Honing Our Excellence: ARUP Earns High ISO Accreditation
Earning ISO accreditation is an institute-wide effort. The team that guided ARUP through this accreditation included Janice Pinterics, quality manager; Jonathan Carr, director of Compliance, Quality, Privacy, and Risk; and steering committee member Dr. Ron Weiss, a professor of pathology at University of Utah and ARUP’s former president and COO.
“If I had six hours to chop down a tree, I'd spend the first four hours sharpening the axe.”
- Abraham Lincoln
ARUP recently earned the highly respected ISO 15189 status from the College of American Pathologists (CAP). In doing so, some would say ARUP sharpened its axe to the cutting edge – bringing six laboratory divisions, with over 70 individual labs, into close, coordinated communication and integrating a new system. “Given the test menu that ARUP offers, it is among the largest organizations to achieve ISO 15189-accredited status by the CAP. It’s impressive that an organization with so many laboratories has been able to unify those sections with best practices and effective ways of sharing information,” said Amy Pennock, the CAP lead assessor.
ISO is an international accreditation—and basically, the big time. It means that ARUP is very, very competent and has operational systems in place to back up that competency. “In clinical lab accreditation, this is a fairly new program (since 2008 from CAP), and we’re one of the largest labs to reach this stage. Before this, the accreditation had not gone to a laboratory of our size and high level of complexity. Receiving this is a significant achievement, setting us apart from other large organizations,” said Janice Pinterics, quality manager at ARUP.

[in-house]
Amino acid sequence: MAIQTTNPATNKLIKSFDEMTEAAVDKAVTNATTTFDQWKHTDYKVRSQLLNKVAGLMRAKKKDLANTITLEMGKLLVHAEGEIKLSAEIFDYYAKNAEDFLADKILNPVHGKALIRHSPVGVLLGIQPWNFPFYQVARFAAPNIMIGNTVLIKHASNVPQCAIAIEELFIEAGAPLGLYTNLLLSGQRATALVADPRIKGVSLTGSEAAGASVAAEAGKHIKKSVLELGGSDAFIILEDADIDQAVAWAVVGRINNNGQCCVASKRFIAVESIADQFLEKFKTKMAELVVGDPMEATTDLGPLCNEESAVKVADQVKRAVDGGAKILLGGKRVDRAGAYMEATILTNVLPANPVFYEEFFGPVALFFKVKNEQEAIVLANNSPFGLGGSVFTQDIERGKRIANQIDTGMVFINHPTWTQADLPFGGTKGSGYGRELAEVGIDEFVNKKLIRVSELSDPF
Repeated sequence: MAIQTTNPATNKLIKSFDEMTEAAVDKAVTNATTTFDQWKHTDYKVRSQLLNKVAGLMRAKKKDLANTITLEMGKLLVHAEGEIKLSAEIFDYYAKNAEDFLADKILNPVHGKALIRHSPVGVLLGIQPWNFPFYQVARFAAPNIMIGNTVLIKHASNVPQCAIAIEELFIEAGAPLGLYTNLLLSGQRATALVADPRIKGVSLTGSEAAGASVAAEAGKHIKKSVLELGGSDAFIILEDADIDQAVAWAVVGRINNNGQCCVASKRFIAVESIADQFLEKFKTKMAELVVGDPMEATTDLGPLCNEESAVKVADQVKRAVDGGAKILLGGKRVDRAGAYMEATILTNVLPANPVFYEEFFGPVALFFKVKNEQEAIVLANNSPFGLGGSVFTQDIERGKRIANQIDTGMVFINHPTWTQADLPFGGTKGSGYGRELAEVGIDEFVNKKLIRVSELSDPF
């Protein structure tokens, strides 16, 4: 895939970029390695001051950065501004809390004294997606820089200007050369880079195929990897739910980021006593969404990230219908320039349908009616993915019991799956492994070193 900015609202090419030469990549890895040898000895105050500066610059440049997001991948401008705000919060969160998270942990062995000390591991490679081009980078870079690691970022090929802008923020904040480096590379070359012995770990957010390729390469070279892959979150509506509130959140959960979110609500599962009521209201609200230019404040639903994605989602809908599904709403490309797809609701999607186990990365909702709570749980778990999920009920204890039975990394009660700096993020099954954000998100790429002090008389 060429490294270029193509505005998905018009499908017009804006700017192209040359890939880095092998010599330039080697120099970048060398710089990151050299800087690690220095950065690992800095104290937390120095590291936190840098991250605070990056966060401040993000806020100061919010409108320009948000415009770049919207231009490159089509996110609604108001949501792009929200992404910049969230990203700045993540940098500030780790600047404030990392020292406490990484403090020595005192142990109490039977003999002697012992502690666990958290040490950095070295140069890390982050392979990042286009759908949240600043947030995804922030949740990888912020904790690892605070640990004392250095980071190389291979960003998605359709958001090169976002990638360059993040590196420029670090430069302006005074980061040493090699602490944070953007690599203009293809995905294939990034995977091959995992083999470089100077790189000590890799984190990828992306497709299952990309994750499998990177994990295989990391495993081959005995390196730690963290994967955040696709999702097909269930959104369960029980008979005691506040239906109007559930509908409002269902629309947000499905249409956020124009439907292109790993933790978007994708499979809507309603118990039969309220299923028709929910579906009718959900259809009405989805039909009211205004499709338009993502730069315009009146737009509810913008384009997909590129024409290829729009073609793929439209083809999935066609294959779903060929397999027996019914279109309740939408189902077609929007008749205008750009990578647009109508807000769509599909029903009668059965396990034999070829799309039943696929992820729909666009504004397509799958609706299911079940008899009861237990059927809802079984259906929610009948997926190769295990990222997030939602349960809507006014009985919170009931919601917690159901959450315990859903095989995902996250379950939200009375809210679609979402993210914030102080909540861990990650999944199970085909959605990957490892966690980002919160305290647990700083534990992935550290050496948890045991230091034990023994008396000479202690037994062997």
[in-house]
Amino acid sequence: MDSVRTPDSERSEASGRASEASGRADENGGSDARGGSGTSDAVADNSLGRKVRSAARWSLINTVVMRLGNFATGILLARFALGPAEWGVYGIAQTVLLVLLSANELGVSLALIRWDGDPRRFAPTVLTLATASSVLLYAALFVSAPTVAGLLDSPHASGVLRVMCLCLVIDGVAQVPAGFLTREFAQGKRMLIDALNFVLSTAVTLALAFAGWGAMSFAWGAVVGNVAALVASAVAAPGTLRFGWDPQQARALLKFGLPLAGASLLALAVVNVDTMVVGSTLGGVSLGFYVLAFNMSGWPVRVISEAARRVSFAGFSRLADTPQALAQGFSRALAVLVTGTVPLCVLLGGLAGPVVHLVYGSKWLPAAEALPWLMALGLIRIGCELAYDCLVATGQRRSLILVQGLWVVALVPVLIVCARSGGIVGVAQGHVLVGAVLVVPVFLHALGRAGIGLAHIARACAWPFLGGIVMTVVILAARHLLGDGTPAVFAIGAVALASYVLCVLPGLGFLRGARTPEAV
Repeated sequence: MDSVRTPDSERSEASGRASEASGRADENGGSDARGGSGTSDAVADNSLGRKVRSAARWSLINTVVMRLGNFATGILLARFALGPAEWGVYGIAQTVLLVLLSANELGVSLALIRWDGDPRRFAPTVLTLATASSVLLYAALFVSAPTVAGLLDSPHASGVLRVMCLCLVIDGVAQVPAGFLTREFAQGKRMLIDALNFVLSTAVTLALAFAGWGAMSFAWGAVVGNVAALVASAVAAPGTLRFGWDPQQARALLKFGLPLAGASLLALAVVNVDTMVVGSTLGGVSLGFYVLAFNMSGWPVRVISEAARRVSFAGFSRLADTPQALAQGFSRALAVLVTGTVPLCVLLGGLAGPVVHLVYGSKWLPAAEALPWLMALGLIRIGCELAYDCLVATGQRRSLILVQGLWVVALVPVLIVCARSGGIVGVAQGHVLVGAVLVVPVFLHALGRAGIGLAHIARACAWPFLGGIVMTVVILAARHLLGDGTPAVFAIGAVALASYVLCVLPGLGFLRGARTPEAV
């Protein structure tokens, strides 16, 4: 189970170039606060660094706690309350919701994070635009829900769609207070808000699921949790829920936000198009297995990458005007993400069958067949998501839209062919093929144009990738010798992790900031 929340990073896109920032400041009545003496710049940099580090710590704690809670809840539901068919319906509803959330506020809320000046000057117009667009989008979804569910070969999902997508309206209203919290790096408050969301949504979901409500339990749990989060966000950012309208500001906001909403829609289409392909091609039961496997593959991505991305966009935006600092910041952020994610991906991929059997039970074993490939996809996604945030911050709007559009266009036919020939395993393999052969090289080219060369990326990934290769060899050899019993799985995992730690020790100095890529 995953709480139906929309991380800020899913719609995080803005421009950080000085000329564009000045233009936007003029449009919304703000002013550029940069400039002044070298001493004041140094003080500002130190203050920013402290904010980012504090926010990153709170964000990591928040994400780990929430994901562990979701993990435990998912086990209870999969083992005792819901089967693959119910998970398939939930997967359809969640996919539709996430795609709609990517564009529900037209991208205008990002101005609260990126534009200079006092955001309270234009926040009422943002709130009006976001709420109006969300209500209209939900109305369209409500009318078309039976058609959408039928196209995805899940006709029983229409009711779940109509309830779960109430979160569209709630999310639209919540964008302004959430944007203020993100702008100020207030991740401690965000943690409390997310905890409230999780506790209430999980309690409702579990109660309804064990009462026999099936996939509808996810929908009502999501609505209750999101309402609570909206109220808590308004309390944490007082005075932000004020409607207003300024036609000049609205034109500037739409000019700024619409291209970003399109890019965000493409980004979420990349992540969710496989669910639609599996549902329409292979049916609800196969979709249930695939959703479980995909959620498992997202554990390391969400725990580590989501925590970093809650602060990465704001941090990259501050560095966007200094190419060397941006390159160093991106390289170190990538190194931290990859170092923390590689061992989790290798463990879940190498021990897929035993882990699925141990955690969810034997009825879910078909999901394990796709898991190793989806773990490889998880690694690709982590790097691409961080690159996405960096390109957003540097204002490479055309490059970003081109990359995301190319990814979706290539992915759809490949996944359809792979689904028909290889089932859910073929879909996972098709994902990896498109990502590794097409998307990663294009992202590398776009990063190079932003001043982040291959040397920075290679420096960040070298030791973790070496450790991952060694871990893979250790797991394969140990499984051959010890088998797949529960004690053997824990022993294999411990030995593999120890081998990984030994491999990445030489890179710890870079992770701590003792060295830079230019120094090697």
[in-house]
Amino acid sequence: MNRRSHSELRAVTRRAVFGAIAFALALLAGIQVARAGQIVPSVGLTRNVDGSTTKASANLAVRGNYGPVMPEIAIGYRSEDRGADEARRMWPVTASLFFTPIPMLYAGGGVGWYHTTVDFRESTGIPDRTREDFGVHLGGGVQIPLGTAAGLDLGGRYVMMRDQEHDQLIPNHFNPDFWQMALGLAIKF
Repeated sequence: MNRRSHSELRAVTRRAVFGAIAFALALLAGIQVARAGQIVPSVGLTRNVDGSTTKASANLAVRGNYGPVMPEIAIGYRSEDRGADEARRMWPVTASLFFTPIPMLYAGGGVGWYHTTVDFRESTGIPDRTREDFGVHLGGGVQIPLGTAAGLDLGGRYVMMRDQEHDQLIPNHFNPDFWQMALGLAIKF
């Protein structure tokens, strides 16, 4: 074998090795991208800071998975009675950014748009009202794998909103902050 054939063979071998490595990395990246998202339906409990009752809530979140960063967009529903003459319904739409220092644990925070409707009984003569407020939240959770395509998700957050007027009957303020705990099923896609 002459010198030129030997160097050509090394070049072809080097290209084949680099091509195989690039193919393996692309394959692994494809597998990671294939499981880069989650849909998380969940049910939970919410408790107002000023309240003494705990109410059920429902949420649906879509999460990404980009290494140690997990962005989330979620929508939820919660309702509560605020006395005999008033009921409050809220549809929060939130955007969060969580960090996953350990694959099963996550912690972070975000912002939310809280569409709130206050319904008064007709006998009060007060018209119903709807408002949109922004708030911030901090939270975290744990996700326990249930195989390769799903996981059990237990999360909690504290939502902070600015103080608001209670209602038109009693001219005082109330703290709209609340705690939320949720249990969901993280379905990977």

Before this, the accreditation had not gone to a laboratory of our size and high level of complexity. Receiving this is a significant achievement, setting us apart from other large organizations.
Janice Pinterics, Quality Manager, ARUP
Pinterics spearheaded the movement toward harmonized changes along with Jonathan Carr, director of Compliance, Quality, Privacy and Risk and an ISO steering committee numbering about 15 individuals from departments including Technical Operations, Compliance & Quality Systems, Finance, Purchasing, Medical Directorship, and Human Services.
This all started with CAP’s initial assessment in August 2014, when ISO assessors sounded out any areas at ARUP where the laboratory would need to make adjustments and bring together systems to achieve ISO 15189. The process took perseverance and dedication from the lab’s many employees. “We were always good at identifying problems,” notes Carr, “But now we can be more effective at stopping them from repeating. Now our processes require us to prove to ourselves that the same mistake won’t happen again.”
What has changed?
A new system was integrated into the six lab divisions and throughout the organization. “Previously, we used a database to write up any problems and what actions we took to fix them, then cases were closed without review. For ISO accreditation, we significantly reconfigured the system to harmonize our method of investigating problems, and there was training for everyone for using it,” notes Pinterics. “The change required buy-in from multiple areas that were previously relatively independent—all six lab divisions worked with the CRM Salesforce team, IT, and CQS. We had to work out any issues in the new system and agree upon a harmonized approach for investigations and reviews.”
The lab worked together to achieve all this, notes steering committee member Dr. Ron Weiss, a professor of pathology at University of Utah and ARUP’s former president and chief operating officer. “I think ARUP’s history has always been focused on service quality and a commitment to excellence in healthcare. Achieving this status just further validates the value that everyone here places on the work that they do for patients. They want to do it with the highest quality possible.”
Putting a system in place to hear more from each employee was also part of that change–and something that ARUP achieved with great effect, notes Pennock. “In order to ensure consistency of work, communication needs to be fostered. It’s important that staff be heard and truly listened to—and where actionable, that action is taken. It has been truly striking to me, professionally, to see the ways that ARUP has made it possible for the staff to be heard.”